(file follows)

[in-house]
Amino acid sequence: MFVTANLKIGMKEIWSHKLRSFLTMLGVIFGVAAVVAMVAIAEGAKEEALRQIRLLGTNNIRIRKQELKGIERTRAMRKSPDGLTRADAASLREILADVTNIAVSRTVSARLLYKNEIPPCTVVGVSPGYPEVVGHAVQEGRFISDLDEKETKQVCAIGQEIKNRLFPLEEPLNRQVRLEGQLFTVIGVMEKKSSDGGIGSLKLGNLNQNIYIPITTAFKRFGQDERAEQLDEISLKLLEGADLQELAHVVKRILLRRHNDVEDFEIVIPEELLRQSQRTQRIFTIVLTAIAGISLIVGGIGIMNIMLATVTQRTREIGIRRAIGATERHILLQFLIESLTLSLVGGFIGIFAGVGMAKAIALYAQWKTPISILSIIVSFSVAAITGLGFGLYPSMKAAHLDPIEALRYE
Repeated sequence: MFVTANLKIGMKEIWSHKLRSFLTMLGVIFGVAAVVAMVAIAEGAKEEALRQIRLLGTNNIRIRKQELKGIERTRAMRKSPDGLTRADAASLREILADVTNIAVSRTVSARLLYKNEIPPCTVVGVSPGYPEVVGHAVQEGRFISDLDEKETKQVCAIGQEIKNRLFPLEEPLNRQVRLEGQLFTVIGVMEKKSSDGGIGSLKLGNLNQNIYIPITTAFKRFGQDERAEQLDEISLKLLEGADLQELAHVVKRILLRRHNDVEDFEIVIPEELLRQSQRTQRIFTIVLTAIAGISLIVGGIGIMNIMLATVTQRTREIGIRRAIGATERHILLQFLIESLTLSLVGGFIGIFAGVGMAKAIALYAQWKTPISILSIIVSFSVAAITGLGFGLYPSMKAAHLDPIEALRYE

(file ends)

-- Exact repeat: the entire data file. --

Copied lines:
[in-house]
Amino acid sequence: MFVTANLKIGMKEIWSHKLRSFLTMLGVIFGVAAVVAMVAIAEGAKEEALRQIRLLGTNNIRIRKQELKGIERTRAMRKSPDGLTRADAASLREILADVTNIAVSRTVSARLLYKNEIPPCTVVGVSPGYPEVVGHAVQEGRFISDLDEKETKQVCAIGQEIKNRLFPLEEPLNRQVRLEGQLFTVIGVMEKKSSDGGIGSLKLGNLNQNIYIPITTAFKRFGQDERAEQLDEISLKLLEGADLQELAHVVKRILLRRHNDVEDFEIVIPEELLRQSQRTQRIFTIVLTAIAGISLIVGGIGIMNIMLATVTQRTREIGIRRAIGATERHILLQFLIESLTLSLVGGFIGIFAGVGMAKAIALYAQWKTPISILSIIVSFSVAAITGLGFGLYPSMKAAHLDPIEALRYE
Repeated sequence: MFVTANLKIGMKEIWSHKLRSFLTMLGVIFGVAAVVAMVAIAEGAKEEALRQIRLLGTNNIRIRKQELKGIERTRAMRKSPDGLTRADAASLREILADVTNIAVSRTVSARLLYKNEIPPCTVVGVSPGYPEVVGHAVQEGRFISDLDEKETKQVCAIGQEIKNRLFPLEEPLNRQVRLEGQLFTVIGVMEKKSSDGGIGSLKLGNLNQNIYIPITTAFKRFGQDERAEQLDEISLKLLEGADLQELAHVVKRILLRRHNDVEDFEIVIPEELLRQSQRTQRIFTIVLTAIAGISLIVGGIGIMNIMLATVTQRTREIGIRRAIGATERHILLQFLIESLTLSLVGGFIGIFAGVGMAKAIALYAQWKTPISILSIIVSFSVAAITGLGFGLYPSMKAAHLDPIEALRYE